With all these pressures in play, it’s natural for low-income housing owners to wish for a thoughtful plan of energy efficiency and water conservation retrofits as a cost-control strategy that is common in other real estate sectors.

ACE has cracked the code with a business model that provides feasibility and audit, financing, design, implementation and management of sustainability projects for low-income housing.

The challenge now, is to expand the impact ACE is already making.

About ACE

ACE (Affordable Community Energy Services Company) is a mission-driven, for-profit social enterprise. ACE brings broad-based energy efficiency, water conservation and renewable energy improvements to the vastly under-served owners and residents of low-income housing. If you would like more information about this topic, please call Jeff Greenberger at 312-894-9523 or email jeff@affordablecommunityenergyservices.com.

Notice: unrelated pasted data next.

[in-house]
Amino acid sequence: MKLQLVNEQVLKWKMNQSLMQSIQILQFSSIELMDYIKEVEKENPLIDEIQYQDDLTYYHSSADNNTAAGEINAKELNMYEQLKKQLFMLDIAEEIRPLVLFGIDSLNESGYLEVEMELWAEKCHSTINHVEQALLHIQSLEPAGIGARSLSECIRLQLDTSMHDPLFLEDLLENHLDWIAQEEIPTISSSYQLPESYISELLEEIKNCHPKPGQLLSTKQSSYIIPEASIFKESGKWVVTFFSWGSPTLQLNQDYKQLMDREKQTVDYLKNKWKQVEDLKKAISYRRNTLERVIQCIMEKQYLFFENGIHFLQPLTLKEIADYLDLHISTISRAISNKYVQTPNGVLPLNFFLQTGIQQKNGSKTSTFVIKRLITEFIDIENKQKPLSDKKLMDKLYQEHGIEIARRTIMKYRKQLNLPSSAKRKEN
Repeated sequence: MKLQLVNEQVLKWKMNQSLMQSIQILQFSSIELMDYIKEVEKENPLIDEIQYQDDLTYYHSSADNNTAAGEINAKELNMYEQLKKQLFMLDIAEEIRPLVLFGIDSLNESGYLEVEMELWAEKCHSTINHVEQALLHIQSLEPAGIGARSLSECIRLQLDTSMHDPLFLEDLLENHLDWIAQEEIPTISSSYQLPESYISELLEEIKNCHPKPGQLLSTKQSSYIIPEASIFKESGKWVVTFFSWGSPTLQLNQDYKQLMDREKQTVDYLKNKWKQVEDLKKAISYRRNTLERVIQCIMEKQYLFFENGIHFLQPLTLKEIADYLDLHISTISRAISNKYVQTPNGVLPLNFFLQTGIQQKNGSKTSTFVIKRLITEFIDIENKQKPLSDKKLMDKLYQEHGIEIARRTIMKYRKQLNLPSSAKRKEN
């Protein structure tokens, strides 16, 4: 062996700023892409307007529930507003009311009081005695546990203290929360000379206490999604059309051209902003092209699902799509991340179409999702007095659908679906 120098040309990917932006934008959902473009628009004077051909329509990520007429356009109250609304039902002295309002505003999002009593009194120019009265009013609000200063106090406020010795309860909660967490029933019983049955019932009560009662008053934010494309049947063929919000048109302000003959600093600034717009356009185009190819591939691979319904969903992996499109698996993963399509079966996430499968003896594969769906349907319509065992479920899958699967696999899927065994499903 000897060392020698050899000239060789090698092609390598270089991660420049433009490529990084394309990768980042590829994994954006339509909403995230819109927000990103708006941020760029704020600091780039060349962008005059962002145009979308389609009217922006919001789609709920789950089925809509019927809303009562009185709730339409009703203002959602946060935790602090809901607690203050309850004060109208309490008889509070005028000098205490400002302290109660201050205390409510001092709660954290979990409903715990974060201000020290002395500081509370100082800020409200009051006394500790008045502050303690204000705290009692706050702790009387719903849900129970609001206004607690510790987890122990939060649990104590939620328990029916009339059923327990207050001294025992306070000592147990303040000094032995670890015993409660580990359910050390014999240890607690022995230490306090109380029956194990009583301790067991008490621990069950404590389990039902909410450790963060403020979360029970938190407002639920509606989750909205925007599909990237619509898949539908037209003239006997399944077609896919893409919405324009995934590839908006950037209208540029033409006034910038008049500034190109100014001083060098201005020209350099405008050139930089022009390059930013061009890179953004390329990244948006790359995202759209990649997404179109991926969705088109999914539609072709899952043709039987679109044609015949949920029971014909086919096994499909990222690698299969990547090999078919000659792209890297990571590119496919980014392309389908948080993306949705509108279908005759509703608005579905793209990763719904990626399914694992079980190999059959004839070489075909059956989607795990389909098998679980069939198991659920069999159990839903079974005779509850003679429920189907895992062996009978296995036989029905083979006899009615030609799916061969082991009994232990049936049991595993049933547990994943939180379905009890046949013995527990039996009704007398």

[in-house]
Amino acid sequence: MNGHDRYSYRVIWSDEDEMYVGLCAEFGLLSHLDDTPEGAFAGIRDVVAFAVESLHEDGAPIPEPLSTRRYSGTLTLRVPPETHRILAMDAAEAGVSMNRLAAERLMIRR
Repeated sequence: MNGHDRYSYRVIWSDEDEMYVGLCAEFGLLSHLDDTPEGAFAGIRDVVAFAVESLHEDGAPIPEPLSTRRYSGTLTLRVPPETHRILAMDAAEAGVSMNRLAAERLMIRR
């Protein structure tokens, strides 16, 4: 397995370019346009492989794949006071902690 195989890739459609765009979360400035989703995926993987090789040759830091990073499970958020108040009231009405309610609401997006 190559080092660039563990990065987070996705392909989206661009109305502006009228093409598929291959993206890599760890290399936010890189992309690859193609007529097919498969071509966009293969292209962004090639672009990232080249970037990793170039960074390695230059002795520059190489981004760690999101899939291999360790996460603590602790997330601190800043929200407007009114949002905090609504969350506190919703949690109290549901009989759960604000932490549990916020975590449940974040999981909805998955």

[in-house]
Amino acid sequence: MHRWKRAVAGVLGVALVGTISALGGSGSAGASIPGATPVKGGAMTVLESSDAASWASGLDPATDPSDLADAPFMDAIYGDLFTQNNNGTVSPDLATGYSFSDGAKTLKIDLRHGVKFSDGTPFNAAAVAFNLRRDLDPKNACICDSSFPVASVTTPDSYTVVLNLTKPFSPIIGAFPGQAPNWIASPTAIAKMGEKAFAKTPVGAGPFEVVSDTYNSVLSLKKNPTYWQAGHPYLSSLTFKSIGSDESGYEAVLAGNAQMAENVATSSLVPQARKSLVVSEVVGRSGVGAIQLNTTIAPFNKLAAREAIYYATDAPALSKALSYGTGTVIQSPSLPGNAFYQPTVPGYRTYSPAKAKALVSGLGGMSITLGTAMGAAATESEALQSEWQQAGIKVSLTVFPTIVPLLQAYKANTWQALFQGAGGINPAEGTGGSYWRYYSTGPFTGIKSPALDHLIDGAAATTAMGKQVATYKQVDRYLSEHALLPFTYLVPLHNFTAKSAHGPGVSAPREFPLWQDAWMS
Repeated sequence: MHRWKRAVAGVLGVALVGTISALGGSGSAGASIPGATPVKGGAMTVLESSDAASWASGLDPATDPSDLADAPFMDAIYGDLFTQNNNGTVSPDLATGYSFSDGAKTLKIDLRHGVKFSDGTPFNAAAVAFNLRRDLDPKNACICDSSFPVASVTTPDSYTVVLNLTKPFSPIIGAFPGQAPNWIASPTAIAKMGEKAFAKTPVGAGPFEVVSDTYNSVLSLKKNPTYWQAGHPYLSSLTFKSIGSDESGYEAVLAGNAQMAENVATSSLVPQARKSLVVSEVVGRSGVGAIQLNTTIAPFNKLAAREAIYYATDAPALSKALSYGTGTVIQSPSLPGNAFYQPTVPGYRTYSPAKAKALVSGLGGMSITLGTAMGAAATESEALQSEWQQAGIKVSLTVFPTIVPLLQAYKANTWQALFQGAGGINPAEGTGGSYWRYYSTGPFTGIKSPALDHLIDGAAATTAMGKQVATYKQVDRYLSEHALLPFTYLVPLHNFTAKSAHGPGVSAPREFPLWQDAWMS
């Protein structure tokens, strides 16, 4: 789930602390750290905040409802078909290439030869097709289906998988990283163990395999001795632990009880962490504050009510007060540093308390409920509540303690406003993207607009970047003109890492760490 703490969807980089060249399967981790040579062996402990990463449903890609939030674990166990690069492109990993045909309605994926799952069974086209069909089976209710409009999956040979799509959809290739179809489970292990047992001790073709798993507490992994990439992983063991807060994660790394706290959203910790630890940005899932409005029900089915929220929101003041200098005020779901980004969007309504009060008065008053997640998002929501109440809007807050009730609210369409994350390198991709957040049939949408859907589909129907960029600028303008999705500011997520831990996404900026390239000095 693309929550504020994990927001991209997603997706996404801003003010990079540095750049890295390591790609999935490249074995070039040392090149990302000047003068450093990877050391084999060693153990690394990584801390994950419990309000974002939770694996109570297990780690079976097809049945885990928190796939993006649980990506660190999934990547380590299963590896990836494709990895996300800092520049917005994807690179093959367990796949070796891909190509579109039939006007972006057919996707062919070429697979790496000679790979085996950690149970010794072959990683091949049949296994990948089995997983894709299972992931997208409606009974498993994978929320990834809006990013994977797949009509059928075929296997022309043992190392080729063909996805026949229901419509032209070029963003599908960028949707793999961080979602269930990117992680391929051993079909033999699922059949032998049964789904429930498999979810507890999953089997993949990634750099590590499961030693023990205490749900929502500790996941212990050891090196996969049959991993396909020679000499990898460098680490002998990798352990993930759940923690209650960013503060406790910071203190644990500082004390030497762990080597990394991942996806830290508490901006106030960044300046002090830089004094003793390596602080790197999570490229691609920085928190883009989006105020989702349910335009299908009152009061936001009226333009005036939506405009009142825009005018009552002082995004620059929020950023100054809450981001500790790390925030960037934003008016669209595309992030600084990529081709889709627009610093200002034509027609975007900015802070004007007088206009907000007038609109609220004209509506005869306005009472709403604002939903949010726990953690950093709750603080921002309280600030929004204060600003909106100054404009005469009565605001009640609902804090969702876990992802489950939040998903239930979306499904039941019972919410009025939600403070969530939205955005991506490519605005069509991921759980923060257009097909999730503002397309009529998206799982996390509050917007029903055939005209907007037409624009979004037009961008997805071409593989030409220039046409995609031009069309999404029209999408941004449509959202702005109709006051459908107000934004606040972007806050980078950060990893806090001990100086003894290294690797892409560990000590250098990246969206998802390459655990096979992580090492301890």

If you’re interested in learning about becoming an investor, visit ACE’s crowdfunding page at www.startengine.com/affordablecommunityenergyservices.

The Positive RESULTS of Transformative Community Involvement™: 1.5 Years Into Implementation

Mon, 10/30/2017 - 12:38pm

Late in 2015, SeaLand set out to implement a community program that would be meaningful and impactful for the communities within which it operates.  With the support of The Collaboration Vector Inc., the company adopted a Transformative Community Involvement™ (TCI) approach.    TCI involves working with stakeholders, including employees and non-profits, to generate innovative solutions to societal challenges that also benefit business (1).  Employees are supported to lead efforts with non-profit partners and engage in transformative, goal-directed volunteering.  One of the key factors in the design of a sustainable transformative community program is the assessment of the business and societal impact. This allows evidence-based decision-making to guide program evolution.